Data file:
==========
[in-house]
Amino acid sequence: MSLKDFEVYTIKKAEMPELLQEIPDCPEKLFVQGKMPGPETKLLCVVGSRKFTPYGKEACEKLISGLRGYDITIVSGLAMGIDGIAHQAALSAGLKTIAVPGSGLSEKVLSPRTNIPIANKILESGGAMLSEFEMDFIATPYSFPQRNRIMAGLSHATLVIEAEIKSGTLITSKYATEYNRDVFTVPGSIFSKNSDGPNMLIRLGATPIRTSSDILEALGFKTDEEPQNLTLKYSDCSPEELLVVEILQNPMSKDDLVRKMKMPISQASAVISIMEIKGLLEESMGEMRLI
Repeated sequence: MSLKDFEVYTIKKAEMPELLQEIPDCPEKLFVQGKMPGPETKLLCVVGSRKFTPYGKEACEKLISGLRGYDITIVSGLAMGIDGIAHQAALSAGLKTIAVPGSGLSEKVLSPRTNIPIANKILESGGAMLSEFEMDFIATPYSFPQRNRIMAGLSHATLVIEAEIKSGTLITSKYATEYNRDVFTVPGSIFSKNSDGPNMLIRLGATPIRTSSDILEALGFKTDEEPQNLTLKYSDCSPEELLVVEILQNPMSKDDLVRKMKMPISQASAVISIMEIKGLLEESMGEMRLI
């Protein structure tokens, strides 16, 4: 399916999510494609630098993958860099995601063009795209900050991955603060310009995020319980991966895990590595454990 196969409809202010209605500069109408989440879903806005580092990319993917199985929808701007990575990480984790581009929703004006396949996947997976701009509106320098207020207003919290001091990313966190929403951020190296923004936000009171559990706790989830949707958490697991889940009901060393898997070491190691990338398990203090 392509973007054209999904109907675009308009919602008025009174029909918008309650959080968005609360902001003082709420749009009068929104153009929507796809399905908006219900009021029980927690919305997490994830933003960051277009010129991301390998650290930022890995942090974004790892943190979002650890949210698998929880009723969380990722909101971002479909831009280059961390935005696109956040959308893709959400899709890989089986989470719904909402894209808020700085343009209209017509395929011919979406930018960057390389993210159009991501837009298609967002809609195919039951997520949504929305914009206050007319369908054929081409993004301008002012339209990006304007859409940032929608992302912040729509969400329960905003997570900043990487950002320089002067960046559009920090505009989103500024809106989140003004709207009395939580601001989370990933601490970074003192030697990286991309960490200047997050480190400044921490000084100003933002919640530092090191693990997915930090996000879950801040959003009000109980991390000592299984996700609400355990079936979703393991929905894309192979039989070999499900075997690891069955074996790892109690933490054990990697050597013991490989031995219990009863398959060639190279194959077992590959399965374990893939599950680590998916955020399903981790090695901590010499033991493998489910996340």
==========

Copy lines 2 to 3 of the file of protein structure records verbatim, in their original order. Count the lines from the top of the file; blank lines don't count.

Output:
Amino acid sequence: MSLKDFEVYTIKKAEMPELLQEIPDCPEKLFVQGKMPGPETKLLCVVGSRKFTPYGKEACEKLISGLRGYDITIVSGLAMGIDGIAHQAALSAGLKTIAVPGSGLSEKVLSPRTNIPIANKILESGGAMLSEFEMDFIATPYSFPQRNRIMAGLSHATLVIEAEIKSGTLITSKYATEYNRDVFTVPGSIFSKNSDGPNMLIRLGATPIRTSSDILEALGFKTDEEPQNLTLKYSDCSPEELLVVEILQNPMSKDDLVRKMKMPISQASAVISIMEIKGLLEESMGEMRLI
Repeated sequence: MSLKDFEVYTIKKAEMPELLQEIPDCPEKLFVQGKMPGPETKLLCVVGSRKFTPYGKEACEKLISGLRGYDITIVSGLAMGIDGIAHQAALSAGLKTIAVPGSGLSEKVLSPRTNIPIANKILESGGAMLSEFEMDFIATPYSFPQRNRIMAGLSHATLVIEAEIKSGTLITSKYATEYNRDVFTVPGSIFSKNSDGPNMLIRLGATPIRTSSDILEALGFKTDEEPQNLTLKYSDCSPEELLVVEILQNPMSKDDLVRKMKMPISQASAVISIMEIKGLLEESMGEMRLI